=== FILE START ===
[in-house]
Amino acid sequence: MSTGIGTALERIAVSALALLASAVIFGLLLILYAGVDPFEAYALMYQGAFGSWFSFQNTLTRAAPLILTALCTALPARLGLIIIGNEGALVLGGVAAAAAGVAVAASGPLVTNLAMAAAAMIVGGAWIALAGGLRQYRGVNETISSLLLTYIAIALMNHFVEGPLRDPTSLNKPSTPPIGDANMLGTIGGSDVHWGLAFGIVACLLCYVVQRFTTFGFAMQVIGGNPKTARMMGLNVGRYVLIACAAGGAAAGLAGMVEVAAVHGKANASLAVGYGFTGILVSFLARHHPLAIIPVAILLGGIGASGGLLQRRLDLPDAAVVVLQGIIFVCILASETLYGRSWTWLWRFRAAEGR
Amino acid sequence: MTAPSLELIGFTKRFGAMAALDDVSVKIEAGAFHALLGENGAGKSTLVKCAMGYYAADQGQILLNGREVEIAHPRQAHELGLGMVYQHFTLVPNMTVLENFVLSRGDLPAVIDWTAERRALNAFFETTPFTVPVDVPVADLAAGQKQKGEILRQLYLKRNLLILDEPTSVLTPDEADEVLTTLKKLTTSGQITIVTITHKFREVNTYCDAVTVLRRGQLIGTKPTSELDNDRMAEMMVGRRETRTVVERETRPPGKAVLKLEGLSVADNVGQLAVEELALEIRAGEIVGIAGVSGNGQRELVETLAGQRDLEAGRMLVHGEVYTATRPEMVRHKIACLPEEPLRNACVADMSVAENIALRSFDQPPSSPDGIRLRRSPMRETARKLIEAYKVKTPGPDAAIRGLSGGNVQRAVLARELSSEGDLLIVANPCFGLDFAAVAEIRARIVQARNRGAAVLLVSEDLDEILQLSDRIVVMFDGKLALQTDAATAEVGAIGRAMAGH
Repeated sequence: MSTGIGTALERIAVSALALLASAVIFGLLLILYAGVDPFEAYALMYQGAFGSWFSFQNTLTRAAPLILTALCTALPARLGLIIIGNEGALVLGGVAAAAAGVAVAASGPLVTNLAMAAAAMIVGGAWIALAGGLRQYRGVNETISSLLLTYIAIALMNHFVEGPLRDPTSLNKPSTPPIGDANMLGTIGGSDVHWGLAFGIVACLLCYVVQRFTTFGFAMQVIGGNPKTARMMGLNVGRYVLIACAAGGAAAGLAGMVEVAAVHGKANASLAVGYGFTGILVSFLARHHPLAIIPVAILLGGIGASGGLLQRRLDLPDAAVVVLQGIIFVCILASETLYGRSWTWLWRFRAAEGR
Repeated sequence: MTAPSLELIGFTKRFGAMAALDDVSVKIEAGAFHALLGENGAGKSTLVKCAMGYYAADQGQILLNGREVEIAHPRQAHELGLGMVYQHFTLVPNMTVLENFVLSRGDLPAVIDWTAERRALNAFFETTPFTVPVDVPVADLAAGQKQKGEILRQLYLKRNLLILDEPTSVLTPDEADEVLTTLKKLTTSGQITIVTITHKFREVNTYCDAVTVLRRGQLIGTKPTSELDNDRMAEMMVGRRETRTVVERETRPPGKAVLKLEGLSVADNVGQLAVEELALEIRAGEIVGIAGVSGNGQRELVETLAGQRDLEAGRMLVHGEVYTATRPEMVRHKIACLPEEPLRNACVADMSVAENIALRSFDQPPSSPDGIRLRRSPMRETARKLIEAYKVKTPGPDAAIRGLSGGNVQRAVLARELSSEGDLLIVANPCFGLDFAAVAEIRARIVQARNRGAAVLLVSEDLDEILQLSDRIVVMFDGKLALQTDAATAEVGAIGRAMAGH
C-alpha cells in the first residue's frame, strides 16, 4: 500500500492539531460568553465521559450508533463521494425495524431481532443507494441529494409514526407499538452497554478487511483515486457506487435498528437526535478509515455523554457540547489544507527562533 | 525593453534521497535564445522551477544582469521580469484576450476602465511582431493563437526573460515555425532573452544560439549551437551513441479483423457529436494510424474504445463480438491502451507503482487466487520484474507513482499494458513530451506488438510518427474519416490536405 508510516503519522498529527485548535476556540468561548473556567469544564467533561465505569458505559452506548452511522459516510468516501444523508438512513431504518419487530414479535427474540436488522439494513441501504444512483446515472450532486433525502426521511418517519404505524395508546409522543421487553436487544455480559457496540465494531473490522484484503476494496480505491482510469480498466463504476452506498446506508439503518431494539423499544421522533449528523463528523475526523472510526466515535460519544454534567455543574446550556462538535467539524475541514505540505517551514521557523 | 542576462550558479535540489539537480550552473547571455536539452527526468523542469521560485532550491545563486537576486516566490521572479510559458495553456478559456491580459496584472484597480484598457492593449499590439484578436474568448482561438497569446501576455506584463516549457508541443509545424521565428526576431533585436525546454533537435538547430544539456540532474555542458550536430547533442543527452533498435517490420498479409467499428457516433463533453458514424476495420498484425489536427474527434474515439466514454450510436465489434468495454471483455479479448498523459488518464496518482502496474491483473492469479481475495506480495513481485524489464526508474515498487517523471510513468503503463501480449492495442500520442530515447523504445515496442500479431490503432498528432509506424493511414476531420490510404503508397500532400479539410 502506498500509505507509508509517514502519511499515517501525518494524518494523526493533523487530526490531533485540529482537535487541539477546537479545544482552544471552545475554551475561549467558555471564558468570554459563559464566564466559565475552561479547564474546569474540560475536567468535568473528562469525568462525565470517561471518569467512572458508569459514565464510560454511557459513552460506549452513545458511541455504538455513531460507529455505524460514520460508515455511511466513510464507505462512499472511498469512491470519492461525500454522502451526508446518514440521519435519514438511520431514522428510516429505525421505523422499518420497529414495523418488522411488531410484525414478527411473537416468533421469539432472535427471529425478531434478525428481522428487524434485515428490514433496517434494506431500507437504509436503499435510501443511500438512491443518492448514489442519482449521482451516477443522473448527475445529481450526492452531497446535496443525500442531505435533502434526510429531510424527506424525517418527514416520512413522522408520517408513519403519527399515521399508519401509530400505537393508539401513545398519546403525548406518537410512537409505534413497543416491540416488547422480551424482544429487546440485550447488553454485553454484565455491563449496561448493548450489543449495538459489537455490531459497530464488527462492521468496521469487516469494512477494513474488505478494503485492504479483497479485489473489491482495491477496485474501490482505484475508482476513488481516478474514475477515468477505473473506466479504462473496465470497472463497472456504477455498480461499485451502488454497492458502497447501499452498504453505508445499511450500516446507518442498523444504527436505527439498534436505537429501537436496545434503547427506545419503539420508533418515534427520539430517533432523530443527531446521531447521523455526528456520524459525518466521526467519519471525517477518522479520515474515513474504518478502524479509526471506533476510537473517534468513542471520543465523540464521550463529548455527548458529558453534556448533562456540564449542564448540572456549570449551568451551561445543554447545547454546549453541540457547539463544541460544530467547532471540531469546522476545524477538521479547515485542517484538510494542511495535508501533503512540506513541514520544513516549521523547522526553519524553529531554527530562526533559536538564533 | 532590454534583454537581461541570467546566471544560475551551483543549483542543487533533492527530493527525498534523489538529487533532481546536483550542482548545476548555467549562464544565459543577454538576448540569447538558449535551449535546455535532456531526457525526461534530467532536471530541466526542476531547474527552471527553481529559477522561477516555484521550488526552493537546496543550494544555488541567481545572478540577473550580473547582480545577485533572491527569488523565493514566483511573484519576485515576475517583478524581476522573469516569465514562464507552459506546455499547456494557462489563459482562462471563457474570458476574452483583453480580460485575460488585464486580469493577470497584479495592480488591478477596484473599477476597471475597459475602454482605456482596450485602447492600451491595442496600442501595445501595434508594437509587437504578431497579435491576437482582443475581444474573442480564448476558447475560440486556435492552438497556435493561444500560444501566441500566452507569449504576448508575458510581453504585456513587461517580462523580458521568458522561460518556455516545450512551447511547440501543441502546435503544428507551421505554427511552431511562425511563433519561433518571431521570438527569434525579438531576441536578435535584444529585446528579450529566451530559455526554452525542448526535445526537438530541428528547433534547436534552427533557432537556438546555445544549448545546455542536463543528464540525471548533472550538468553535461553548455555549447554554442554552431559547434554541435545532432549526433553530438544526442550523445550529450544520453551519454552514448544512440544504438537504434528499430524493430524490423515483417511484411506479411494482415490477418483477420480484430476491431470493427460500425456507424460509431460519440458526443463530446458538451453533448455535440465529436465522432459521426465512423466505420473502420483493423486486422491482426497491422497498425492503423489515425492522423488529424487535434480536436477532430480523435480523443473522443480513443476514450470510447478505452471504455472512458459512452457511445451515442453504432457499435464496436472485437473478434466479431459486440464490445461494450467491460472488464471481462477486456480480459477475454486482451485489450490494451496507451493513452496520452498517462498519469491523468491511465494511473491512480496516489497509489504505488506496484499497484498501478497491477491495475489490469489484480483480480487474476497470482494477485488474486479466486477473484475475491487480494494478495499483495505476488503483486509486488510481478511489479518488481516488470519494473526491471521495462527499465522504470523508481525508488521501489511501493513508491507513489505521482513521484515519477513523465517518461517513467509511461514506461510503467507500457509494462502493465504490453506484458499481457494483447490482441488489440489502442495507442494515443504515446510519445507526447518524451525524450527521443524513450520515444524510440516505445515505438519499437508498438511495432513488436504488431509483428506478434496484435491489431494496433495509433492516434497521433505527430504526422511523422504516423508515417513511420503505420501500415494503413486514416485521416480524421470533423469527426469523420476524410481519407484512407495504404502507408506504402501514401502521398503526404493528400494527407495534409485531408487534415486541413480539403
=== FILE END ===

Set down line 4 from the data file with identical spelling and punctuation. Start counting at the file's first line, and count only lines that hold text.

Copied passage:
Repeated sequence: MSTGIGTALERIAVSALALLASAVIFGLLLILYAGVDPFEAYALMYQGAFGSWFSFQNTLTRAAPLILTALCTALPARLGLIIIGNEGALVLGGVAAAAAGVAVAASGPLVTNLAMAAAAMIVGGAWIALAGGLRQYRGVNETISSLLLTYIAIALMNHFVEGPLRDPTSLNKPSTPPIGDANMLGTIGGSDVHWGLAFGIVACLLCYVVQRFTTFGFAMQVIGGNPKTARMMGLNVGRYVLIACAAGGAAAGLAGMVEVAAVHGKANASLAVGYGFTGILVSFLARHHPLAIIPVAILLGGIGASGGLLQRRLDLPDAAVVVLQGIIFVCILASETLYGRSWTWLWRFRAAEGR